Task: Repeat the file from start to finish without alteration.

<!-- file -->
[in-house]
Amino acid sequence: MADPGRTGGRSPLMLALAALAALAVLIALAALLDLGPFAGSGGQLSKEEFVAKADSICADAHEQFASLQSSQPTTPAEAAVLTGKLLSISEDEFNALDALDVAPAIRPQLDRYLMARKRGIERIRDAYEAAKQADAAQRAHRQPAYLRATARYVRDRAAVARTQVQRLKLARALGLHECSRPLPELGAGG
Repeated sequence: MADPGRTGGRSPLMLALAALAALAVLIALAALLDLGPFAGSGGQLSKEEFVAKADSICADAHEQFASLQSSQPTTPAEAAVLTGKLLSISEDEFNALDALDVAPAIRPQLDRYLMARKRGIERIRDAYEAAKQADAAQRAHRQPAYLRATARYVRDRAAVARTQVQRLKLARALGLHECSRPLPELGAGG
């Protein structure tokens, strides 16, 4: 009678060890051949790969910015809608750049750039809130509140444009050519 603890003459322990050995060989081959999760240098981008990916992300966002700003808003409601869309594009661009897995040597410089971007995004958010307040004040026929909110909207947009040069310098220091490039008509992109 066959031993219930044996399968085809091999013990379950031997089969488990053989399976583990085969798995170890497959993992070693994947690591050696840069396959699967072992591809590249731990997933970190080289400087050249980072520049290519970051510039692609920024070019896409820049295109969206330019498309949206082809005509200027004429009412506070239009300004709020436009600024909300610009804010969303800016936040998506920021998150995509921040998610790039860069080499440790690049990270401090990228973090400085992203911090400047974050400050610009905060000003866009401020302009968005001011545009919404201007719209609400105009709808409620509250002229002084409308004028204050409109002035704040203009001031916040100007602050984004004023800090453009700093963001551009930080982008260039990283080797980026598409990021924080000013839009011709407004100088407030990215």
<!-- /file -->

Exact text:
[in-house]
Amino acid sequence: MADPGRTGGRSPLMLALAALAALAVLIALAALLDLGPFAGSGGQLSKEEFVAKADSICADAHEQFASLQSSQPTTPAEAAVLTGKLLSISEDEFNALDALDVAPAIRPQLDRYLMARKRGIERIRDAYEAAKQADAAQRAHRQPAYLRATARYVRDRAAVARTQVQRLKLARALGLHECSRPLPELGAGG
Repeated sequence: MADPGRTGGRSPLMLALAALAALAVLIALAALLDLGPFAGSGGQLSKEEFVAKADSICADAHEQFASLQSSQPTTPAEAAVLTGKLLSISEDEFNALDALDVAPAIRPQLDRYLMARKRGIERIRDAYEAAKQADAAQRAHRQPAYLRATARYVRDRAAVARTQVQRLKLARALGLHECSRPLPELGAGG
């Protein structure tokens, strides 16, 4: 009678060890051949790969910015809608750049750039809130509140444009050519 603890003459322990050995060989081959999760240098981008990916992300966002700003808003409601869309594009661009897995040597410089971007995004958010307040004040026929909110909207947009040069310098220091490039008509992109 066959031993219930044996399968085809091999013990379950031997089969488990053989399976583990085969798995170890497959993992070693994947690591050696840069396959699967072992591809590249731990997933970190080289400087050249980072520049290519970051510039692609920024070019896409820049295109969206330019498309949206082809005509200027004429009412506070239009300004709020436009600024909300610009804010969303800016936040998506920021998150995509921040998610790039860069080499440790690049990270401090990228973090400085992203911090400047974050400050610009905060000003866009401020302009968005001011545009919404201007719209609400105009709808409620509250002229002084409308004028204050409109002035704040203009001031916040100007602050984004004023800090453009700093963001551009930080982008260039990283080797980026598409990021924080000013839009011709407004100088407030990215």